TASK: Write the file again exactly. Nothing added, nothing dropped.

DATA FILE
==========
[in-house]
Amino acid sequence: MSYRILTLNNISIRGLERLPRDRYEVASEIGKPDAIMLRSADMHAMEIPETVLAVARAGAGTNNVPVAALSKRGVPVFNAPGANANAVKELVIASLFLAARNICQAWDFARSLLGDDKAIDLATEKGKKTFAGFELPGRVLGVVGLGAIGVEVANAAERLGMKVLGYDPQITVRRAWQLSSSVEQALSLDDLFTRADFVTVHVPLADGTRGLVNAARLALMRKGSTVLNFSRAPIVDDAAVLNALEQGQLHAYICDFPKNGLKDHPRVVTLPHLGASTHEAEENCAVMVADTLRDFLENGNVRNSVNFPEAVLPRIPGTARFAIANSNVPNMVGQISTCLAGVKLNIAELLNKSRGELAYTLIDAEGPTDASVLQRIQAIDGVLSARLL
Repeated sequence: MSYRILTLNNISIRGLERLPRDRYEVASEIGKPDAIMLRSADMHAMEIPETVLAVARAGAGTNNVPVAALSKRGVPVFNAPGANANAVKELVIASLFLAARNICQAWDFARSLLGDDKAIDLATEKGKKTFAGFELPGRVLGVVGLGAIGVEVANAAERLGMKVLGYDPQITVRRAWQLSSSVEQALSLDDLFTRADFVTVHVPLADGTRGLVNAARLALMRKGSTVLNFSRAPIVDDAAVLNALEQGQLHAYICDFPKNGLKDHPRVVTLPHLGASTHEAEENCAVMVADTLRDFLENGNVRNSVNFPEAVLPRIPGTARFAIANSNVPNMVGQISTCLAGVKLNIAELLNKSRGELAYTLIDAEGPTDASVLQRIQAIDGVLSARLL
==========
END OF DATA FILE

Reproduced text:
[in-house]
Amino acid sequence: MSYRILTLNNISIRGLERLPRDRYEVASEIGKPDAIMLRSADMHAMEIPETVLAVARAGAGTNNVPVAALSKRGVPVFNAPGANANAVKELVIASLFLAARNICQAWDFARSLLGDDKAIDLATEKGKKTFAGFELPGRVLGVVGLGAIGVEVANAAERLGMKVLGYDPQITVRRAWQLSSSVEQALSLDDLFTRADFVTVHVPLADGTRGLVNAARLALMRKGSTVLNFSRAPIVDDAAVLNALEQGQLHAYICDFPKNGLKDHPRVVTLPHLGASTHEAEENCAVMVADTLRDFLENGNVRNSVNFPEAVLPRIPGTARFAIANSNVPNMVGQISTCLAGVKLNIAELLNKSRGELAYTLIDAEGPTDASVLQRIQAIDGVLSARLL
Repeated sequence: MSYRILTLNNISIRGLERLPRDRYEVASEIGKPDAIMLRSADMHAMEIPETVLAVARAGAGTNNVPVAALSKRGVPVFNAPGANANAVKELVIASLFLAARNICQAWDFARSLLGDDKAIDLATEKGKKTFAGFELPGRVLGVVGLGAIGVEVANAAERLGMKVLGYDPQITVRRAWQLSSSVEQALSLDDLFTRADFVTVHVPLADGTRGLVNAARLALMRKGSTVLNFSRAPIVDDAAVLNALEQGQLHAYICDFPKNGLKDHPRVVTLPHLGASTHEAEENCAVMVADTLRDFLENGNVRNSVNFPEAVLPRIPGTARFAIANSNVPNMVGQISTCLAGVKLNIAELLNKSRGELAYTLIDAEGPTDASVLQRIQAIDGVLSARLL